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Xinhua wanted me to spy on the Dalai Lama: Canadian journalist
Phayul[Thursday, August 23, 2012 01:50]
Freelance journalist and author Mark Bourrie
Freelance journalist and author Mark Bourrie
DHARAMSHALA, August 23: In a shocking revelation, a Canadian journalist has accused China’s official news agency, Xinhua of instigating him to spy on the Tibetan spiritual leader His Holiness the Dalai Lama.

Freelance journalist and author Mark Bourrie said he quit his job after Xinhua wanted him to spy on the Dalai Lama during one of his visits to Ottawa.

Bourrie has made the allegation in an article to be published on Thursday in Ottawa Magazine, and in an interview with The Canadian Press.

Although the Ottawa bureau chief of Xinhua news agency has dismissed the claims, Bourrie’s revelations have once again brought to light concerns over the role of overseas Chinese reporters and news bureaus.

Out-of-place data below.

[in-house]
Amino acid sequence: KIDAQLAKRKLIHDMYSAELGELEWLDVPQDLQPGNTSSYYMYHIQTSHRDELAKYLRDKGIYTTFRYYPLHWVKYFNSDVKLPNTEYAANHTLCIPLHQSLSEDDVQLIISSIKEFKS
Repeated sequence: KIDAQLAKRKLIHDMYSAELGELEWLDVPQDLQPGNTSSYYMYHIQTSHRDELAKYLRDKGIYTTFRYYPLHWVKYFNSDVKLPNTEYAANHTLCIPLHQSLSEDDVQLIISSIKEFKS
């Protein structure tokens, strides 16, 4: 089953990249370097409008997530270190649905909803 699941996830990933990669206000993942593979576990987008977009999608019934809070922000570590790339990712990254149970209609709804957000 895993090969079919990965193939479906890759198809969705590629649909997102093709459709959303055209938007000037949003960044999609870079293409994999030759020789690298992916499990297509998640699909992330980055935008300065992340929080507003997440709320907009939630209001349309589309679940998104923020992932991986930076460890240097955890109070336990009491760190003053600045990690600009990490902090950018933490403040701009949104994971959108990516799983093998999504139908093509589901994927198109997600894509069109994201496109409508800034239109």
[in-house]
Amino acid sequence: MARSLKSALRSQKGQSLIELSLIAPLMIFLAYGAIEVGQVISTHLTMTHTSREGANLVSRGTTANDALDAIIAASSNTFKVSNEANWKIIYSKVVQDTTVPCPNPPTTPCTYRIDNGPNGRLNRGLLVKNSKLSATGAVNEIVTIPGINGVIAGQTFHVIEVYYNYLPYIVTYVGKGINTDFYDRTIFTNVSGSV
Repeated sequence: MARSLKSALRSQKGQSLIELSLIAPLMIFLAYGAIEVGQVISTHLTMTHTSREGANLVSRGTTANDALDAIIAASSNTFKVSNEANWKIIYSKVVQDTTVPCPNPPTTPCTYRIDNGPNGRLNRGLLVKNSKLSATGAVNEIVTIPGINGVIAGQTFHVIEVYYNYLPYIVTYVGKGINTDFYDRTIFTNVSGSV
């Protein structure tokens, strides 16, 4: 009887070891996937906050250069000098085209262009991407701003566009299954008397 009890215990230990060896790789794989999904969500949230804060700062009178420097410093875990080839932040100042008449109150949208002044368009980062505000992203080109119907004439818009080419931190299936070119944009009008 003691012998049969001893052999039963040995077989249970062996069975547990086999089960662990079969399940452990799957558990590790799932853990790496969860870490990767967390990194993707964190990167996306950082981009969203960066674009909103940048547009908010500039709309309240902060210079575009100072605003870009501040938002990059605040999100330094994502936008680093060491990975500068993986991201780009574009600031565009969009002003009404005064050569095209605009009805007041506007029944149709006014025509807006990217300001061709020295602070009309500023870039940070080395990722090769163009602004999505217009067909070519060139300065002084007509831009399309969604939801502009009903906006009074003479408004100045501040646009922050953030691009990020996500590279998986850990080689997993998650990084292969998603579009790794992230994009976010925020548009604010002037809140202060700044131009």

Long-standing accusations of information gathering and spying against Chinese journalists were hotly debated last year after the then Toronto correspondent for Xinhua was found to be having an “unprofessional” relationship with a Canadian M.P.

Attesting to the spy allegations against Chinese overseas reporters, a former Chinese diplomat with 14 years of service in the Chinese foreign ministry told the Epoch Times last year that Chinese reporters indeed play multiple roles.

Chen Yonglin, who was working as Consul for Political Affairs at the Consulate-General in Sydney, before defecting on May 26, 2005, noted that Chinese reporters use their profession as a shield to pursue political missions.

“In addition, they play the role of a spy because Xinhua is actually an outreach organ of Chinese Communist Party’s intelligence agencies. The nature of their work means they must use all means to infiltrate and obtain intelligence.”

Chen added that the reporters’ services are in such demand, they may have as many as three CCP officials as bosses.

“As part of an intelligence network, Xinhua reporters are often under two different bosses, maybe even three different bosses, mainly CCP officials,” Chen told the Epoch Times.

“If they were sent by the Ministry of State Security, then they report to the MSS, if they were sent by People’s Liberation Army General Staff Department, then they answer to the PLA General Staff Department; they all have secret missions. At the same time, they help the Consulate with political and propaganda work."
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